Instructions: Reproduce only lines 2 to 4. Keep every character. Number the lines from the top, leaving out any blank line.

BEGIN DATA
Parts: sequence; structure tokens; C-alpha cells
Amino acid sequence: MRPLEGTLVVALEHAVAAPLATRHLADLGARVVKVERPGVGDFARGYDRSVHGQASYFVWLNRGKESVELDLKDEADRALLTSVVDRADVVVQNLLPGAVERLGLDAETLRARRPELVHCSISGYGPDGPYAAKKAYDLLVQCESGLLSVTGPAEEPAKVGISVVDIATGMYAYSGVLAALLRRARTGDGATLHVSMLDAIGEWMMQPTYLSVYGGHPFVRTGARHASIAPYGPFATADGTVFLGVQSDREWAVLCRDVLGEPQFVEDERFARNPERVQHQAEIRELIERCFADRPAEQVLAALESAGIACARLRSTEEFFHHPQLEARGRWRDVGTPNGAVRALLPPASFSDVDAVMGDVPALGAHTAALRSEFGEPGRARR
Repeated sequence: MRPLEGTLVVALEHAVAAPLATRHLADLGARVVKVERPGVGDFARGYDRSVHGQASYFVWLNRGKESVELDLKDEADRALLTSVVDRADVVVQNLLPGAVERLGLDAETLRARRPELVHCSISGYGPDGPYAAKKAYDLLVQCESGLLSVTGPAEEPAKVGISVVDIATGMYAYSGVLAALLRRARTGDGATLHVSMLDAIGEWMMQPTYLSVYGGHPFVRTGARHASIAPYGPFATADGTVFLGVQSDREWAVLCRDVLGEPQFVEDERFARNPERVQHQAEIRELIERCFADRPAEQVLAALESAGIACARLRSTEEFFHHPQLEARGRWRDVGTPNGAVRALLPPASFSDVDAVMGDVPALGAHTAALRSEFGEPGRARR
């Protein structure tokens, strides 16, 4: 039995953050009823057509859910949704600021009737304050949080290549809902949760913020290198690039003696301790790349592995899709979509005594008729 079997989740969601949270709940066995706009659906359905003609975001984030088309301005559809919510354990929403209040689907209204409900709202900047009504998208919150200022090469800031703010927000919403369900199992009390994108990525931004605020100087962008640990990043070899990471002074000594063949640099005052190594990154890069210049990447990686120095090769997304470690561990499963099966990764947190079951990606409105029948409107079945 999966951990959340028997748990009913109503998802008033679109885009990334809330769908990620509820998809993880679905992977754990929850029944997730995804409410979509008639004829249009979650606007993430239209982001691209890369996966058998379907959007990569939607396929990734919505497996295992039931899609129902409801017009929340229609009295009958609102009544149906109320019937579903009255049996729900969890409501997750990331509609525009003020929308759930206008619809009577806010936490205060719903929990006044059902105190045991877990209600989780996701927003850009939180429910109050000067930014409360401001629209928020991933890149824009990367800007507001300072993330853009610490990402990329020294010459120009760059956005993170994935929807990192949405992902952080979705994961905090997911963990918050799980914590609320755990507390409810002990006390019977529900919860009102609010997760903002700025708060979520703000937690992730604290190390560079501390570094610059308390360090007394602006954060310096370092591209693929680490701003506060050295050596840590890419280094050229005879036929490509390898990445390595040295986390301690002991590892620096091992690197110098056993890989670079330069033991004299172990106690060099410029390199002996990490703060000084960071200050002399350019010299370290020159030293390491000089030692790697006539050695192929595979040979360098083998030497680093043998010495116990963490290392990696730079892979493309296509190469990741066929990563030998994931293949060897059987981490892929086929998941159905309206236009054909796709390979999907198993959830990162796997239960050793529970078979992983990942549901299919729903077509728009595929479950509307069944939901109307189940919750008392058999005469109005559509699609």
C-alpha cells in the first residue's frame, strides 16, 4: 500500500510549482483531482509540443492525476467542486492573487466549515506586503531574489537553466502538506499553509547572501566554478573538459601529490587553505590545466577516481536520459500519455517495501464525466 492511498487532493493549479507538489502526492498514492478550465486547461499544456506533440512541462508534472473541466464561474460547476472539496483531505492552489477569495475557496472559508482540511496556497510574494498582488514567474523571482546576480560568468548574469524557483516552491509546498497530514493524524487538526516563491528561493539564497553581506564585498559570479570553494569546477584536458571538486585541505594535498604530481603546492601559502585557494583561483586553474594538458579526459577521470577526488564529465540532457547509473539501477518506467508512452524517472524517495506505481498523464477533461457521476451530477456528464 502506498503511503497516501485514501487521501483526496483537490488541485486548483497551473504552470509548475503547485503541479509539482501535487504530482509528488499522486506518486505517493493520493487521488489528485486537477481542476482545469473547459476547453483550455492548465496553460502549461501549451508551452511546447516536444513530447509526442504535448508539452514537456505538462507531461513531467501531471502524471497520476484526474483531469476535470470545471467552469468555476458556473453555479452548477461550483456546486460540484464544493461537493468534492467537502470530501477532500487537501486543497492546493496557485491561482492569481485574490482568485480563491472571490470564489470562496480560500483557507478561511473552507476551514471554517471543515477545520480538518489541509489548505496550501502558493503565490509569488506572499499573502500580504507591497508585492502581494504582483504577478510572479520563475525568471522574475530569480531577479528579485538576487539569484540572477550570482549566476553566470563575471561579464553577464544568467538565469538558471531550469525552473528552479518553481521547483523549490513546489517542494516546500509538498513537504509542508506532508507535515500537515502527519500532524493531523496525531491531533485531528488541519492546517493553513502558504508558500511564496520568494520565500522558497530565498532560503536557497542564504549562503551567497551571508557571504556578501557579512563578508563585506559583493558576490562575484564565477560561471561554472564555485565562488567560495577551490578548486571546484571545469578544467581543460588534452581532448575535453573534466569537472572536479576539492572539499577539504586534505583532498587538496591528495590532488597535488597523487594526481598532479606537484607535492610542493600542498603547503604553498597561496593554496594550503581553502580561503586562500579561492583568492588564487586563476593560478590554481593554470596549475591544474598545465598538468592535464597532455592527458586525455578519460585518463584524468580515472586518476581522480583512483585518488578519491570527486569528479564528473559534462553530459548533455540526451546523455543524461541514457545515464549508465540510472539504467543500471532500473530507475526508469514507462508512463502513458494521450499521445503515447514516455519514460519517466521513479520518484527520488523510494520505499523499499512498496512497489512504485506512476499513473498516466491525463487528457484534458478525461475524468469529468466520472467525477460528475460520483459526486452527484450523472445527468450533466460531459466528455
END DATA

Amino acid sequence: MRPLEGTLVVALEHAVAAPLATRHLADLGARVVKVERPGVGDFARGYDRSVHGQASYFVWLNRGKESVELDLKDEADRALLTSVVDRADVVVQNLLPGAVERLGLDAETLRARRPELVHCSISGYGPDGPYAAKKAYDLLVQCESGLLSVTGPAEEPAKVGISVVDIATGMYAYSGVLAALLRRARTGDGATLHVSMLDAIGEWMMQPTYLSVYGGHPFVRTGARHASIAPYGPFATADGTVFLGVQSDREWAVLCRDVLGEPQFVEDERFARNPERVQHQAEIRELIERCFADRPAEQVLAALESAGIACARLRSTEEFFHHPQLEARGRWRDVGTPNGAVRALLPPASFSDVDAVMGDVPALGAHTAALRSEFGEPGRARR
Repeated sequence: MRPLEGTLVVALEHAVAAPLATRHLADLGARVVKVERPGVGDFARGYDRSVHGQASYFVWLNRGKESVELDLKDEADRALLTSVVDRADVVVQNLLPGAVERLGLDAETLRARRPELVHCSISGYGPDGPYAAKKAYDLLVQCESGLLSVTGPAEEPAKVGISVVDIATGMYAYSGVLAALLRRARTGDGATLHVSMLDAIGEWMMQPTYLSVYGGHPFVRTGARHASIAPYGPFATADGTVFLGVQSDREWAVLCRDVLGEPQFVEDERFARNPERVQHQAEIRELIERCFADRPAEQVLAALESAGIACARLRSTEEFFHHPQLEARGRWRDVGTPNGAVRALLPPASFSDVDAVMGDVPALGAHTAALRSEFGEPGRARR
């Protein structure tokens, strides 16, 4: 039995953050009823057509859910949704600021009737304050949080290549809902949760913020290198690039003696301790790349592995899709979509005594008729 079997989740969601949270709940066995706009659906359905003609975001984030088309301005559809919510354990929403209040689907209204409900709202900047009504998208919150200022090469800031703010927000919403369900199992009390994108990525931004605020100087962008640990990043070899990471002074000594063949640099005052190594990154890069210049990447990686120095090769997304470690561990499963099966990764947190079951990606409105029948409107079945 999966951990959340028997748990009913109503998802008033679109885009990334809330769908990620509820998809993880679905992977754990929850029944997730995804409410979509008639004829249009979650606007993430239209982001691209890369996966058998379907959007990569939607396929990734919505497996295992039931899609129902409801017009929340229609009295009958609102009544149906109320019937579903009255049996729900969890409501997750990331509609525009003020929308759930206008619809009577806010936490205060719903929990006044059902105190045991877990209600989780996701927003850009939180429910109050000067930014409360401001629209928020991933890149824009990367800007507001300072993330853009610490990402990329020294010459120009760059956005993170994935929807990192949405992902952080979705994961905090997911963990918050799980914590609320755990507390409810002990006390019977529900919860009102609010997760903002700025708060979520703000937690992730604290190390560079501390570094610059308390360090007394602006954060310096370092591209693929680490701003506060050295050596840590890419280094050229005879036929490509390898990445390595040295986390301690002991590892620096091992690197110098056993890989670079330069033991004299172990106690060099410029390199002996990490703060000084960071200050002399350019010299370290020159030293390491000089030692790697006539050695192929595979040979360098083998030497680093043998010495116990963490290392990696730079892979493309296509190469990741066929990563030998994931293949060897059987981490892929086929998941159905309206236009054909796709390979999907198993959830990162796997239960050793529970078979992983990942549901299919729903077509728009595929479950509307069944939901109307189940919750008392058999005469109005559509699609």